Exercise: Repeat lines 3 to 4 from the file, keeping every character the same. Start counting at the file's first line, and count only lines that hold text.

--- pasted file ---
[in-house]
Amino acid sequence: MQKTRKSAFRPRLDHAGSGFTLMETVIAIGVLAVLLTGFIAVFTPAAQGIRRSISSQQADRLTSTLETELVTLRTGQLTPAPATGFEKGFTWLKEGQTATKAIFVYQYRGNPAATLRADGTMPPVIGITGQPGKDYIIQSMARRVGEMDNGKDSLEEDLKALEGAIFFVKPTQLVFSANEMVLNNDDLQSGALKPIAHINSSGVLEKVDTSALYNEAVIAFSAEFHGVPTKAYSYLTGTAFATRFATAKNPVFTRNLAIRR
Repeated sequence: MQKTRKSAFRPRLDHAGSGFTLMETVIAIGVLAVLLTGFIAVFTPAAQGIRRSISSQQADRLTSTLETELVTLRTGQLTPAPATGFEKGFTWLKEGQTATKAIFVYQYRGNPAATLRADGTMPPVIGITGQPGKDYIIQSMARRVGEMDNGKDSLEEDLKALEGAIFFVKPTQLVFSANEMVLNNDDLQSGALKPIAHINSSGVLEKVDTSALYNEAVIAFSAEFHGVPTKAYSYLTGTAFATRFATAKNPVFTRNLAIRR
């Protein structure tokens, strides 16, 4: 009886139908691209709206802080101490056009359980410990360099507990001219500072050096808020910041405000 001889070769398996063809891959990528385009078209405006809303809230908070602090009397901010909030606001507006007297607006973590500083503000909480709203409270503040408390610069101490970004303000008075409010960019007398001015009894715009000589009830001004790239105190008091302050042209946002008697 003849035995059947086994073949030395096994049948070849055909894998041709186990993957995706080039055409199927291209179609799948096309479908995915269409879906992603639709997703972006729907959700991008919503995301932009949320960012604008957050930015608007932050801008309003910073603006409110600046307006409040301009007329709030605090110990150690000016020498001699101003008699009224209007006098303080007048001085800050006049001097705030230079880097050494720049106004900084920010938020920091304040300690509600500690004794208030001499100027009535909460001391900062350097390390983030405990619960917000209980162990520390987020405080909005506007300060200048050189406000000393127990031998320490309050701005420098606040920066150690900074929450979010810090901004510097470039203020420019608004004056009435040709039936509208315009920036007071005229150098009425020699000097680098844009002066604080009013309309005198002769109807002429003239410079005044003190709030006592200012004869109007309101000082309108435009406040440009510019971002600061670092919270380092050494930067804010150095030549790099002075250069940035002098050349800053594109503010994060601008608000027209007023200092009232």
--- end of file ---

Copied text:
Repeated sequence: MQKTRKSAFRPRLDHAGSGFTLMETVIAIGVLAVLLTGFIAVFTPAAQGIRRSISSQQADRLTSTLETELVTLRTGQLTPAPATGFEKGFTWLKEGQTATKAIFVYQYRGNPAATLRADGTMPPVIGITGQPGKDYIIQSMARRVGEMDNGKDSLEEDLKALEGAIFFVKPTQLVFSANEMVLNNDDLQSGALKPIAHINSSGVLEKVDTSALYNEAVIAFSAEFHGVPTKAYSYLTGTAFATRFATAKNPVFTRNLAIRR
């Protein structure tokens, strides 16, 4: 009886139908691209709206802080101490056009359980410990360099507990001219500072050096808020910041405000 001889070769398996063809891959990528385009078209405006809303809230908070602090009397901010909030606001507006007297607006973590500083503000909480709203409270503040408390610069101490970004303000008075409010960019007398001015009894715009000589009830001004790239105190008091302050042209946002008697 003849035995059947086994073949030395096994049948070849055909894998041709186990993957995706080039055409199927291209179609799948096309479908995915269409879906992603639709997703972006729907959700991008919503995301932009949320960012604008957050930015608007932050801008309003910073603006409110600046307006409040301009007329709030605090110990150690000016020498001699101003008699009224209007006098303080007048001085800050006049001097705030230079880097050494720049106004900084920010938020920091304040300690509600500690004794208030001499100027009535909460001391900062350097390390983030405990619960917000209980162990520390987020405080909005506007300060200048050189406000000393127990031998320490309050701005420098606040920066150690900074929450979010810090901004510097470039203020420019608004004056009435040709039936509208315009920036007071005229150098009425020699000097680098844009002066604080009013309309005198002769109807002429003239410079005044003190709030006592200012004869109007309101000082309108435009406040440009510019971002600061670092919270380092050494930067804010150095030549790099002075250069940035002098050349800053594109503010994060601008608000027209007023200092009232």